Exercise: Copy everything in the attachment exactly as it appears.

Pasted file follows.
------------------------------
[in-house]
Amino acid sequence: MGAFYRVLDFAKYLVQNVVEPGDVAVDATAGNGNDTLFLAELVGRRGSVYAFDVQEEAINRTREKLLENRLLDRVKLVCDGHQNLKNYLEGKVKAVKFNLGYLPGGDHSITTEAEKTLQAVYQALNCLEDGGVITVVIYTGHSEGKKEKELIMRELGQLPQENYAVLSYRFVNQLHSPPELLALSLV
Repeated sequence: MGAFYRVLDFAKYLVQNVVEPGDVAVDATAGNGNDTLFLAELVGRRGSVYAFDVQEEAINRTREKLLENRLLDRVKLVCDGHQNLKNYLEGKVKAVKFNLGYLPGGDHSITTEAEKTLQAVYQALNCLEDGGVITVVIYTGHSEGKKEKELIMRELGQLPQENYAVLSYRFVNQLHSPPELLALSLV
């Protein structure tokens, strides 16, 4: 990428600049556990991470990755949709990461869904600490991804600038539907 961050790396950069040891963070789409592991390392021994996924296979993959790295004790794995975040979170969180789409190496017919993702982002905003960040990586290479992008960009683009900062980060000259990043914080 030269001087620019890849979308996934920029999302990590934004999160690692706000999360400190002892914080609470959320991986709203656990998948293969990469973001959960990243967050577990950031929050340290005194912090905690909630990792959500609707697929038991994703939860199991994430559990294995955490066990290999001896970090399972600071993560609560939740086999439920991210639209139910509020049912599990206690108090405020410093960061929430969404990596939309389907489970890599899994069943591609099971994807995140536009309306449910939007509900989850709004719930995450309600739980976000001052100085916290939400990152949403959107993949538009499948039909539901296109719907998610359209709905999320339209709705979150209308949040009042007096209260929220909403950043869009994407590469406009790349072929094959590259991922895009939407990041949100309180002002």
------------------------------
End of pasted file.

[in-house]
Amino acid sequence: MGAFYRVLDFAKYLVQNVVEPGDVAVDATAGNGNDTLFLAELVGRRGSVYAFDVQEEAINRTREKLLENRLLDRVKLVCDGHQNLKNYLEGKVKAVKFNLGYLPGGDHSITTEAEKTLQAVYQALNCLEDGGVITVVIYTGHSEGKKEKELIMRELGQLPQENYAVLSYRFVNQLHSPPELLALSLV
Repeated sequence: MGAFYRVLDFAKYLVQNVVEPGDVAVDATAGNGNDTLFLAELVGRRGSVYAFDVQEEAINRTREKLLENRLLDRVKLVCDGHQNLKNYLEGKVKAVKFNLGYLPGGDHSITTEAEKTLQAVYQALNCLEDGGVITVVIYTGHSEGKKEKELIMRELGQLPQENYAVLSYRFVNQLHSPPELLALSLV
């Protein structure tokens, strides 16, 4: 990428600049556990991470990755949709990461869904600490991804600038539907 961050790396950069040891963070789409592991390392021994996924296979993959790295004790794995975040979170969180789409190496017919993702982002905003960040990586290479992008960009683009900062980060000259990043914080 030269001087620019890849979308996934920029999302990590934004999160690692706000999360400190002892914080609470959320991986709203656990998948293969990469973001959960990243967050577990950031929050340290005194912090905690909630990792959500609707697929038991994703939860199991994430559990294995955490066990290999001896970090399972600071993560609560939740086999439920991210639209139910509020049912599990206690108090405020410093960061929430969404990596939309389907489970890599899994069943591609099971994807995140536009309306449910939007509900989850709004719930995450309600739980976000001052100085916290939400990152949403959107993949538009499948039909539901296109719907998610359209709905999320339209709705979150209308949040009042007096209260929220909403950043869009994407590469406009790349072929094959590259991922895009939407990041949100309180002002």